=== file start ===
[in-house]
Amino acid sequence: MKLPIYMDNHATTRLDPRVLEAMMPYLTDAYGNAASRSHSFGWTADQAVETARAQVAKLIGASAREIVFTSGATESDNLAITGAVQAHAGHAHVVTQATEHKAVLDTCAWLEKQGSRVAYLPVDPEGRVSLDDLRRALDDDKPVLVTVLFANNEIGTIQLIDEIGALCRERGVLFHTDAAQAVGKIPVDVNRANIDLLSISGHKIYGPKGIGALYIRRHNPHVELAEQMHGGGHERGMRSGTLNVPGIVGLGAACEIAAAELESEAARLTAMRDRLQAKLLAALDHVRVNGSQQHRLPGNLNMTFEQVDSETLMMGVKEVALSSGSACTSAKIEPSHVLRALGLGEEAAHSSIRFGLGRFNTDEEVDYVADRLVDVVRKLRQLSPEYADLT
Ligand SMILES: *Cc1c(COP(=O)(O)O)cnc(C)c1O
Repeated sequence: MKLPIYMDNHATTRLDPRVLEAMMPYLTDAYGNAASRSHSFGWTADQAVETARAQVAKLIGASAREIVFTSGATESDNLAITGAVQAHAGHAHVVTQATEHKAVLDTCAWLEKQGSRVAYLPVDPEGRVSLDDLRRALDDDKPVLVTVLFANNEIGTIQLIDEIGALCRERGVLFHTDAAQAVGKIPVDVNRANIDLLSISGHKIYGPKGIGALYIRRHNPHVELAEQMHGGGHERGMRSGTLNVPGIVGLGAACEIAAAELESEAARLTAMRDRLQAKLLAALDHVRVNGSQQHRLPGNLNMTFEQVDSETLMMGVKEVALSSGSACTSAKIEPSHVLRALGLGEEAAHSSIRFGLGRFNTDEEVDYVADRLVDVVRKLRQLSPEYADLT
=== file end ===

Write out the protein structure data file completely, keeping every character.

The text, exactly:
[in-house]
Amino acid sequence: MKLPIYMDNHATTRLDPRVLEAMMPYLTDAYGNAASRSHSFGWTADQAVETARAQVAKLIGASAREIVFTSGATESDNLAITGAVQAHAGHAHVVTQATEHKAVLDTCAWLEKQGSRVAYLPVDPEGRVSLDDLRRALDDDKPVLVTVLFANNEIGTIQLIDEIGALCRERGVLFHTDAAQAVGKIPVDVNRANIDLLSISGHKIYGPKGIGALYIRRHNPHVELAEQMHGGGHERGMRSGTLNVPGIVGLGAACEIAAAELESEAARLTAMRDRLQAKLLAALDHVRVNGSQQHRLPGNLNMTFEQVDSETLMMGVKEVALSSGSACTSAKIEPSHVLRALGLGEEAAHSSIRFGLGRFNTDEEVDYVADRLVDVVRKLRQLSPEYADLT
Ligand SMILES: *Cc1c(COP(=O)(O)O)cnc(C)c1O
Repeated sequence: MKLPIYMDNHATTRLDPRVLEAMMPYLTDAYGNAASRSHSFGWTADQAVETARAQVAKLIGASAREIVFTSGATESDNLAITGAVQAHAGHAHVVTQATEHKAVLDTCAWLEKQGSRVAYLPVDPEGRVSLDDLRRALDDDKPVLVTVLFANNEIGTIQLIDEIGALCRERGVLFHTDAAQAVGKIPVDVNRANIDLLSISGHKIYGPKGIGALYIRRHNPHVELAEQMHGGGHERGMRSGTLNVPGIVGLGAACEIAAAELESEAARLTAMRDRLQAKLLAALDHVRVNGSQQHRLPGNLNMTFEQVDSETLMMGVKEVALSSGSACTSAKIEPSHVLRALGLGEEAAHSSIRFGLGRFNTDEEVDYVADRLVDVVRKLRQLSPEYADLT